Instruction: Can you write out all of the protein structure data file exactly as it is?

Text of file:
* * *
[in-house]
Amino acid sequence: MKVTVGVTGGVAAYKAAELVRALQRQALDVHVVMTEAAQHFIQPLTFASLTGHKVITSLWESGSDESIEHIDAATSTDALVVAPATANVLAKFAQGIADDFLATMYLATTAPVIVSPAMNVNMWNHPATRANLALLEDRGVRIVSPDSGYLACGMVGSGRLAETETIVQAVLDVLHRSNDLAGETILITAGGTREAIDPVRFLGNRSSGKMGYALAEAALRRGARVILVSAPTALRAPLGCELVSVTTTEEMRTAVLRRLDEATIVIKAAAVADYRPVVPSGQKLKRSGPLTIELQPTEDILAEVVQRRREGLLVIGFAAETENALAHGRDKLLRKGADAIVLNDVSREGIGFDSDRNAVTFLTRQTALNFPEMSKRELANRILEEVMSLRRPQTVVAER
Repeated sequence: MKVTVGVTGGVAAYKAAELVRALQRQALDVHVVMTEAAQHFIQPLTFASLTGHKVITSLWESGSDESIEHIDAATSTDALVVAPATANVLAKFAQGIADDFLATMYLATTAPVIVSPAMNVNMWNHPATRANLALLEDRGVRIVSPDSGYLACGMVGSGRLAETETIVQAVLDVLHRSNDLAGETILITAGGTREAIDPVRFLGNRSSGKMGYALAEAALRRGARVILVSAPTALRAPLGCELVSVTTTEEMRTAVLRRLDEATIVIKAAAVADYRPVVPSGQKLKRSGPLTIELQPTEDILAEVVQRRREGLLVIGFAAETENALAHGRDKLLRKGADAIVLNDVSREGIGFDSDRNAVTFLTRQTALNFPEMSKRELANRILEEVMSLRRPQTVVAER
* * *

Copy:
[in-house]
Amino acid sequence: MKVTVGVTGGVAAYKAAELVRALQRQALDVHVVMTEAAQHFIQPLTFASLTGHKVITSLWESGSDESIEHIDAATSTDALVVAPATANVLAKFAQGIADDFLATMYLATTAPVIVSPAMNVNMWNHPATRANLALLEDRGVRIVSPDSGYLACGMVGSGRLAETETIVQAVLDVLHRSNDLAGETILITAGGTREAIDPVRFLGNRSSGKMGYALAEAALRRGARVILVSAPTALRAPLGCELVSVTTTEEMRTAVLRRLDEATIVIKAAAVADYRPVVPSGQKLKRSGPLTIELQPTEDILAEVVQRRREGLLVIGFAAETENALAHGRDKLLRKGADAIVLNDVSREGIGFDSDRNAVTFLTRQTALNFPEMSKRELANRILEEVMSLRRPQTVVAER
Repeated sequence: MKVTVGVTGGVAAYKAAELVRALQRQALDVHVVMTEAAQHFIQPLTFASLTGHKVITSLWESGSDESIEHIDAATSTDALVVAPATANVLAKFAQGIADDFLATMYLATTAPVIVSPAMNVNMWNHPATRANLALLEDRGVRIVSPDSGYLACGMVGSGRLAETETIVQAVLDVLHRSNDLAGETILITAGGTREAIDPVRFLGNRSSGKMGYALAEAALRRGARVILVSAPTALRAPLGCELVSVTTTEEMRTAVLRRLDEATIVIKAAAVADYRPVVPSGQKLKRSGPLTIELQPTEDILAEVVQRRREGLLVIGFAAETENALAHGRDKLLRKGADAIVLNDVSREGIGFDSDRNAVTFLTRQTALNFPEMSKRELANRILEEVMSLRRPQTVVAER